– Former Democat Gov. Donald Siegelman of Alabama was charged in a “widespread racketeering conspiracy” that includes accusations he took a bribe from former hospital executive Richard Scrushy for a key state appointment.

          – Frank Ballance – a former Democrat Rep. from North Carolina was sentenced to four years in federal prison for conspiring to divert taxpayer money to his law firm and family through a charitable organization he helped start. Ballance, was a state senator before being elected to Congress in 2002, also agreed to repay $61,917 and to forfeit $203,000 in a bank escrow account in the name of the John A. Hyman Memorial Foundation.

          – Five Democratic activists in Wisconsin accused of slashing the tires of vans rented by Republicans on Election Day 2004 are currently on trial

          – Chuck Chvala, a Former Democrat Wisconsin Senate Majority Leader was sentenced to nine months in jail for felony misconduct in office and illegally funneling campaign contributions. Chvala had reached a plea deal with prosecutors earlier this year, admitting to charges that he directed a state employee to run a political campaign and used an independent expenditure group to funnel campaign contributions to a fellow Democrat.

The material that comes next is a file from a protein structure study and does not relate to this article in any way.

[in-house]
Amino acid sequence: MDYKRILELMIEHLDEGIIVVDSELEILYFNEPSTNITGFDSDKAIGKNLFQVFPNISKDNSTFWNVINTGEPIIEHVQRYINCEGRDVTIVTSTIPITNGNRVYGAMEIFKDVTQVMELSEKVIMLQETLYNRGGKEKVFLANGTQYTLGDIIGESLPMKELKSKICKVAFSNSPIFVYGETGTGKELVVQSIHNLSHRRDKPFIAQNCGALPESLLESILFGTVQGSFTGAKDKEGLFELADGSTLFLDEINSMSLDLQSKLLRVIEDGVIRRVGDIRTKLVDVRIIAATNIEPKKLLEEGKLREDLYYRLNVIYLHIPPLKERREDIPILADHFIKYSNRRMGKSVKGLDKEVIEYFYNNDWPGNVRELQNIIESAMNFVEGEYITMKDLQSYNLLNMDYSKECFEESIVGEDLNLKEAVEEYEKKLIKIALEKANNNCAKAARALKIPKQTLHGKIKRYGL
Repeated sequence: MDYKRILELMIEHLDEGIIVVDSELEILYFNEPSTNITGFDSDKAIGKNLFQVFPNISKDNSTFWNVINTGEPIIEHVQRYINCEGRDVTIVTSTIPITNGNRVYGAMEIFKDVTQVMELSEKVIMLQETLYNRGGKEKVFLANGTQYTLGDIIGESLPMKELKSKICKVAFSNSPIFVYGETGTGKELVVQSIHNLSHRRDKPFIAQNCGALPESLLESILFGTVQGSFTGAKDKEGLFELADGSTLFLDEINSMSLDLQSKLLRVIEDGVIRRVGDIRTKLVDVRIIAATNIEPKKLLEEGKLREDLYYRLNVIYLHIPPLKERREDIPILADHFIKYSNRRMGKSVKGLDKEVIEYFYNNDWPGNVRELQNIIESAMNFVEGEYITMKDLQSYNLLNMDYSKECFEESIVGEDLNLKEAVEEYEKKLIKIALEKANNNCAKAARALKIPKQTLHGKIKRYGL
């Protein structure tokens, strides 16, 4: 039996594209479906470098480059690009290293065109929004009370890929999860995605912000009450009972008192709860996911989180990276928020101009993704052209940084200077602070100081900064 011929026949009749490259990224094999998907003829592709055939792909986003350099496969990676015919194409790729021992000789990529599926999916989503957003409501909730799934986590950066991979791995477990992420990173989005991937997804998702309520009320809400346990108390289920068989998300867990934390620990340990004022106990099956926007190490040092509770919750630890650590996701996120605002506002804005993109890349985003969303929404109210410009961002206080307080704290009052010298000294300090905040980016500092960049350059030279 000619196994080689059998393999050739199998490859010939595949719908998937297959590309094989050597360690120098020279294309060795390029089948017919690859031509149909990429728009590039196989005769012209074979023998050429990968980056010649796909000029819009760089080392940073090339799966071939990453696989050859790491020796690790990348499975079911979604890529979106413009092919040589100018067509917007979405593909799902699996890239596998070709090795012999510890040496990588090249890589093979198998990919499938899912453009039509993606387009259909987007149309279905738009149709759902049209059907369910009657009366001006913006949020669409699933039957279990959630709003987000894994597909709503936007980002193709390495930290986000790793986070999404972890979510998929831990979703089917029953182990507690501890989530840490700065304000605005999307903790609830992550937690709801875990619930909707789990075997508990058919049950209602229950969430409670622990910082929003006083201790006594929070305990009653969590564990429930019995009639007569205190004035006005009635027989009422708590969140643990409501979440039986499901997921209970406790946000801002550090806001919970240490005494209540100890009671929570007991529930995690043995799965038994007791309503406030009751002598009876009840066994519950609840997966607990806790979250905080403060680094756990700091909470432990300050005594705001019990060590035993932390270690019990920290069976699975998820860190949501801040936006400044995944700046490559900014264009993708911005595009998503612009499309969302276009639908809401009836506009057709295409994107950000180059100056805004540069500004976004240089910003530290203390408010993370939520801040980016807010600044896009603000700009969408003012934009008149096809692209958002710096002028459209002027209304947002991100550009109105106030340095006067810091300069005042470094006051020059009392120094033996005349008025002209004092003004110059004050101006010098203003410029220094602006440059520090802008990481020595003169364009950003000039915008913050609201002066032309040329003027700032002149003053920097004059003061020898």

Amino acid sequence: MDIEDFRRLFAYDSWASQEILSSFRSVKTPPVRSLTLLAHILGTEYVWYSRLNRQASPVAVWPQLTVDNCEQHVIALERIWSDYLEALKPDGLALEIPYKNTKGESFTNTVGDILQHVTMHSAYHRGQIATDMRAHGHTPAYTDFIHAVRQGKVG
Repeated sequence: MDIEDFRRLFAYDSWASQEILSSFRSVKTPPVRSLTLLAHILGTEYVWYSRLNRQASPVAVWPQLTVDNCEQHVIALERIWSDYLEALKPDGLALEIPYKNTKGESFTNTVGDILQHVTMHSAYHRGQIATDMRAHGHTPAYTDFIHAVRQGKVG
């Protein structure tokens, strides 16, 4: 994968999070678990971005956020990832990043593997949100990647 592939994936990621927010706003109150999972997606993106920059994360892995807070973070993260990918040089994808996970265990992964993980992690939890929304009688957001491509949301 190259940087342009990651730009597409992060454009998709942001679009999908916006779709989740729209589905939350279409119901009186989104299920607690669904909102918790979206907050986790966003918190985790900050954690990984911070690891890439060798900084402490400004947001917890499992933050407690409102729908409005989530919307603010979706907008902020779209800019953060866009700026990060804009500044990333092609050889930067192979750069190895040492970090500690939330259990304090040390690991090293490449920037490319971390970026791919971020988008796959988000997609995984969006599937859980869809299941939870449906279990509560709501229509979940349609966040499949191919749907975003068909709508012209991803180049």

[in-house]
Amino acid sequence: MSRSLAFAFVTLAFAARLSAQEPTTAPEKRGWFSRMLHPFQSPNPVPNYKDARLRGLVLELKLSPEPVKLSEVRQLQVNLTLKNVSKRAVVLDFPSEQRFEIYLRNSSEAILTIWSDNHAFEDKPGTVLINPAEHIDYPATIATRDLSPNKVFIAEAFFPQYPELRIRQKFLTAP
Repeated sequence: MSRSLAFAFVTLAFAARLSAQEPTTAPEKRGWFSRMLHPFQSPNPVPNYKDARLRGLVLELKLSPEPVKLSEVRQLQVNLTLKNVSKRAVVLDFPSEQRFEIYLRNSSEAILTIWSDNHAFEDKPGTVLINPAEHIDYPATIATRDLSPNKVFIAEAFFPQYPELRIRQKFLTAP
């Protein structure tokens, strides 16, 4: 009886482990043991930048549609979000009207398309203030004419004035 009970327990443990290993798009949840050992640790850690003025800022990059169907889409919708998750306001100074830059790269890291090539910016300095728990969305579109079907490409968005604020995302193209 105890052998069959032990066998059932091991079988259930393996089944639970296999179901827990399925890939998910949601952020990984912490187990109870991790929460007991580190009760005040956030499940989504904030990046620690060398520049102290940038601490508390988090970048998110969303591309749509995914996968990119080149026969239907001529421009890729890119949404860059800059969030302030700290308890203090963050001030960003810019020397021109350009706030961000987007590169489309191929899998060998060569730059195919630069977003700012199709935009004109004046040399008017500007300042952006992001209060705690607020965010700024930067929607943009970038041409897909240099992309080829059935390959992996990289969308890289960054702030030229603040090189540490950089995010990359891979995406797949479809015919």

– Brett Pfeffer, a former legislative director to Rep. William Jefferson, D-La., pleaded guilty to aiding and abetting bribery of a public official and conspiracy.

          – Raymond Reggie, a New Orleans political Democratic consultant and fund-raiser who is Senator Kennedy's brother-in-law was sentenced to a year in prison yesterday after pleading guilty to bank fraud charges.